Remember the last time you tried leaning back on something that wasn’t quite firmly attached to the ground? You leaned with some of your weight, but not all of it. You knew that if you leaned back too far, you’d fall. You might even have used your abdominal muscles to hold yourself up. If you compare that feeling to one of leaning back on a large, oak tree, the feeling is quite different. You know the oak isn’t going anywhere. You can relax and put all your weight on it. You won’t fall. It will hold you up.
Kids are small people in search of oak trees. What they need from us (aside from food, shelter and a never-ending supply of love) is strength. They are relatively new to this world. They don’t know how everything works just yet. They don’t have the context or references that we do to understand, plan, anticipate and enjoy life the way we are able to. So they rely on us to provide, not only actual security, but the feeling of safety, as well.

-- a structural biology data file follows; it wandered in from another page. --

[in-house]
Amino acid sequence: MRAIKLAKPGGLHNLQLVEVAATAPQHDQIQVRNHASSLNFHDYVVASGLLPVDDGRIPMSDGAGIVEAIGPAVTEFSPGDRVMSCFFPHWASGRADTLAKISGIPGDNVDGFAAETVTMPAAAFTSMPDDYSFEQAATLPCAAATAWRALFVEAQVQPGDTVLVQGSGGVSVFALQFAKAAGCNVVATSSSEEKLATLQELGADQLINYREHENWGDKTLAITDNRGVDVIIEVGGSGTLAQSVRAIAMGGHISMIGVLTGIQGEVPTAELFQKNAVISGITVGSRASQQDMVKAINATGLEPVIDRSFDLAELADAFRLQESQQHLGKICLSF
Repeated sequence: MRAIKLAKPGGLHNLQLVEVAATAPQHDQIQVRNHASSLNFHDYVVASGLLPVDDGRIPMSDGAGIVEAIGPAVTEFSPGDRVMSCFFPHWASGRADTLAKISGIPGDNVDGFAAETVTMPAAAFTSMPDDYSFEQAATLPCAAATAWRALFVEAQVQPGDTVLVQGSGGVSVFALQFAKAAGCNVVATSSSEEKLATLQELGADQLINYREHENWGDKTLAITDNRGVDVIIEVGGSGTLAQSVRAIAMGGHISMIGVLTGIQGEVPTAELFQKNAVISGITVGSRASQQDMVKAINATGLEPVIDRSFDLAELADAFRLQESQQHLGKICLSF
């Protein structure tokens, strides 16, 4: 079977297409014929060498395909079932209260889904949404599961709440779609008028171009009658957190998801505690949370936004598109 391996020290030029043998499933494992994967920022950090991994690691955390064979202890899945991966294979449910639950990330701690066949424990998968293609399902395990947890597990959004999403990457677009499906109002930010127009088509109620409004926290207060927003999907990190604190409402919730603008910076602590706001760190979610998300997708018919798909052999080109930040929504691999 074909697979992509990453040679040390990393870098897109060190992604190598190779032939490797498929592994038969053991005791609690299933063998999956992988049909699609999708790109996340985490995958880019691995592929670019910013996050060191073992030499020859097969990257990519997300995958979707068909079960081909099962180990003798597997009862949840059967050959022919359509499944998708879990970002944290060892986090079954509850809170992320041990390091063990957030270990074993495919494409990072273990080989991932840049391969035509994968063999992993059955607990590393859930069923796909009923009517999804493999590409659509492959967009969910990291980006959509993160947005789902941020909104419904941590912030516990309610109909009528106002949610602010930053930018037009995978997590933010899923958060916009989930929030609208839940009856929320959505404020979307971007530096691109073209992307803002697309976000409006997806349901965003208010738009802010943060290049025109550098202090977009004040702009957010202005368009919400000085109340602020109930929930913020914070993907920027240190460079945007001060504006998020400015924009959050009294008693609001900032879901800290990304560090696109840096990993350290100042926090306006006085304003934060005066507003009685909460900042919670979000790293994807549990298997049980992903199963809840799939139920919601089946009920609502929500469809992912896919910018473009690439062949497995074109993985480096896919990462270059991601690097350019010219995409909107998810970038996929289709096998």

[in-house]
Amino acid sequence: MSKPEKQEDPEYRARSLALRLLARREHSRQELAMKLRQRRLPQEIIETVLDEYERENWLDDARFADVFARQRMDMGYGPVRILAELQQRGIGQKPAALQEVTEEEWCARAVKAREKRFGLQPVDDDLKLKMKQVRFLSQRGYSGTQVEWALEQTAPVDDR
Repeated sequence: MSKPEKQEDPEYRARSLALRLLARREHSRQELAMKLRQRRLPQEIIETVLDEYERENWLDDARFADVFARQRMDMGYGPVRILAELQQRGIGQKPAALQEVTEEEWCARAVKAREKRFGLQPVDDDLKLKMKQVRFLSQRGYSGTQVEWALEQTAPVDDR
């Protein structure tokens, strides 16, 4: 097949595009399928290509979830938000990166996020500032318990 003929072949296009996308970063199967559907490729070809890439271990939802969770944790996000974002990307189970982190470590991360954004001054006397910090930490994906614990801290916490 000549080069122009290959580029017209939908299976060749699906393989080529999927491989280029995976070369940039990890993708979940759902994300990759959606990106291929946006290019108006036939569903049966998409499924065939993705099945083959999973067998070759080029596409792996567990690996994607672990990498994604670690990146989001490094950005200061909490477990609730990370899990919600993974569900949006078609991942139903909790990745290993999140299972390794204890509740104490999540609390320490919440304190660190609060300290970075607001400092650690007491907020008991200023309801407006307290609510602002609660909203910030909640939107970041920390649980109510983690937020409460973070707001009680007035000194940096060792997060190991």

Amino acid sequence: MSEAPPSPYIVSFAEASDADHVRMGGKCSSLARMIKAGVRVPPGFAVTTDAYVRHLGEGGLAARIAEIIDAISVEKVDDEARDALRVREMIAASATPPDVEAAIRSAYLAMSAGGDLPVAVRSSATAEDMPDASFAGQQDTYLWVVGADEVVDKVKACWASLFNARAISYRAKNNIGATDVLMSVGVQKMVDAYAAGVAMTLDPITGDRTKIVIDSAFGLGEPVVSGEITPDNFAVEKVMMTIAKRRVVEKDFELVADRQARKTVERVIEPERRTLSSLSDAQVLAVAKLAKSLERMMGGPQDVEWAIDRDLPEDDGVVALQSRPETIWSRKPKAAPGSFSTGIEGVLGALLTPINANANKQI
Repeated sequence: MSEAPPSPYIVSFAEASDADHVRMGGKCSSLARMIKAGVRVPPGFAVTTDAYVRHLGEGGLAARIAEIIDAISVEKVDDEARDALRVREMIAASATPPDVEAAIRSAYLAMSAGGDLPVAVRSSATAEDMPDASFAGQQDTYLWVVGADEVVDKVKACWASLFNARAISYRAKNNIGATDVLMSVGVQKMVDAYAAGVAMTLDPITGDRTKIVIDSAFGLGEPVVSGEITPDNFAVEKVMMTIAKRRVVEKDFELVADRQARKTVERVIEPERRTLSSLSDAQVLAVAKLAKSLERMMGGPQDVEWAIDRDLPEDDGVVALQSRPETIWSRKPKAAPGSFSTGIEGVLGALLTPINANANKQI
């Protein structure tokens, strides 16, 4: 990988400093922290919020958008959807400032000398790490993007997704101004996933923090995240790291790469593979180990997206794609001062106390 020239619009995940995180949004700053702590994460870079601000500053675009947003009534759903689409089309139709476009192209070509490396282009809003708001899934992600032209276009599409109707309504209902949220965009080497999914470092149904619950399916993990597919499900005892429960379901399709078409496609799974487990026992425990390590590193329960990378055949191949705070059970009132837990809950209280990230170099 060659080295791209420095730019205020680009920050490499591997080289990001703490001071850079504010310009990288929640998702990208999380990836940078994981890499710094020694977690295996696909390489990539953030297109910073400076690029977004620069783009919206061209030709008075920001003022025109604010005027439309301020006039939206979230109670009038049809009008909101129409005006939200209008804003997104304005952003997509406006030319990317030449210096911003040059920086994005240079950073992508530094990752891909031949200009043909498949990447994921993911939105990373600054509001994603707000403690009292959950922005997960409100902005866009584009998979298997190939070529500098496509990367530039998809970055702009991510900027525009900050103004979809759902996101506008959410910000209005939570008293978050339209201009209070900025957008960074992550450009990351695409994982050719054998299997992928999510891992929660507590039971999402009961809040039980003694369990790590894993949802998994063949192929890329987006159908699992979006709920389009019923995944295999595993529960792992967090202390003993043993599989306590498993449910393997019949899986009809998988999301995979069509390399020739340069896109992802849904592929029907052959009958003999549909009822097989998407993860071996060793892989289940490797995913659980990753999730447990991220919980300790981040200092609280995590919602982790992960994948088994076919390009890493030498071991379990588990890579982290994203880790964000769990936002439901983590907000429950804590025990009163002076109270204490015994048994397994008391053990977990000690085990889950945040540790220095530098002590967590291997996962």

So much of parental discipline comes in the form of trial-and-error tactics. In other words, when one approach doesn’t seem to work, another is tried. Despite good intentions, this inconsistency is problematic. While kids do need us to help them understand how to behave in the world, they also need us to be unwavering in our strength (read: Consistent). In fact, I would argue that that unwavering strength is even more important than any separate attempt to teach a specific behavior. Eventually, they will learn to use their inside voices, to use their words instead of their fists, to wait until someone is finished speaking before they start, and to ask before taking something. And, while we can love the possibility that they will learn these lessons sooner rather than later, it is important for us to remember that the job of a parent is not to be a policeman, judge and jury. First and foremost, the job is to simply be the strong and loving oak tree.
© Gila Brown